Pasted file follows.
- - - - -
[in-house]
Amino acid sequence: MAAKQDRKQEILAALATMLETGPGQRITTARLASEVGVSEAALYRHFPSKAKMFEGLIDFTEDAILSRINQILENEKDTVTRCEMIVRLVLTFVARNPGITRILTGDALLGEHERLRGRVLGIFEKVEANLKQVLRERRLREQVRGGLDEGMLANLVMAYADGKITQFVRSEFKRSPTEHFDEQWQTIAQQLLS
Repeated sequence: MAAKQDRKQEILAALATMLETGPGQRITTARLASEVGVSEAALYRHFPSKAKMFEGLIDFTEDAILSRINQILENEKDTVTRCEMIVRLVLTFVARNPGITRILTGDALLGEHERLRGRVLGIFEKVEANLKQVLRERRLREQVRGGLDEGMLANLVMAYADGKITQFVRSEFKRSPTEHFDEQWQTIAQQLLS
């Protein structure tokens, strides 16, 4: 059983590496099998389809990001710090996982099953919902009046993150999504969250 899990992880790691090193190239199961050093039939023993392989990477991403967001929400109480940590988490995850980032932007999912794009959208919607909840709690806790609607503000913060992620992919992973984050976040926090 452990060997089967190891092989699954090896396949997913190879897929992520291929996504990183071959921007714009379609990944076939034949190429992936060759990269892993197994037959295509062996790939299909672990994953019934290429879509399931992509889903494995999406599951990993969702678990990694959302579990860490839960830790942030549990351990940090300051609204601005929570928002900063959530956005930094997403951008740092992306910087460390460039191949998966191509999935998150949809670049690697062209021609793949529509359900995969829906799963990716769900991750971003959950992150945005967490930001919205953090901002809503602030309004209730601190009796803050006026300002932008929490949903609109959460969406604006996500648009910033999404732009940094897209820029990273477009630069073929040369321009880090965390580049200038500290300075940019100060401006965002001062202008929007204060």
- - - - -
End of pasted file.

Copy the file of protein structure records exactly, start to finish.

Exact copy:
[in-house]
Amino acid sequence: MAAKQDRKQEILAALATMLETGPGQRITTARLASEVGVSEAALYRHFPSKAKMFEGLIDFTEDAILSRINQILENEKDTVTRCEMIVRLVLTFVARNPGITRILTGDALLGEHERLRGRVLGIFEKVEANLKQVLRERRLREQVRGGLDEGMLANLVMAYADGKITQFVRSEFKRSPTEHFDEQWQTIAQQLLS
Repeated sequence: MAAKQDRKQEILAALATMLETGPGQRITTARLASEVGVSEAALYRHFPSKAKMFEGLIDFTEDAILSRINQILENEKDTVTRCEMIVRLVLTFVARNPGITRILTGDALLGEHERLRGRVLGIFEKVEANLKQVLRERRLREQVRGGLDEGMLANLVMAYADGKITQFVRSEFKRSPTEHFDEQWQTIAQQLLS
């Protein structure tokens, strides 16, 4: 059983590496099998389809990001710090996982099953919902009046993150999504969250 899990992880790691090193190239199961050093039939023993392989990477991403967001929400109480940590988490995850980032932007999912794009959208919607909840709690806790609607503000913060992620992919992973984050976040926090 452990060997089967190891092989699954090896396949997913190879897929992520291929996504990183071959921007714009379609990944076939034949190429992936060759990269892993197994037959295509062996790939299909672990994953019934290429879509399931992509889903494995999406599951990993969702678990990694959302579990860490839960830790942030549990351990940090300051609204601005929570928002900063959530956005930094997403951008740092992306910087460390460039191949998966191509999935998150949809670049690697062209021609793949529509359900995969829906799963990716769900991750971003959950992150945005967490930001919205953090901002809503602030309004209730601190009796803050006026300002932008929490949903609109959460969406604006996500648009910033999404732009940094897209820029990273477009630069073929040369321009880090965390580049200038500290300075940019100060401006965002001062202008929007204060």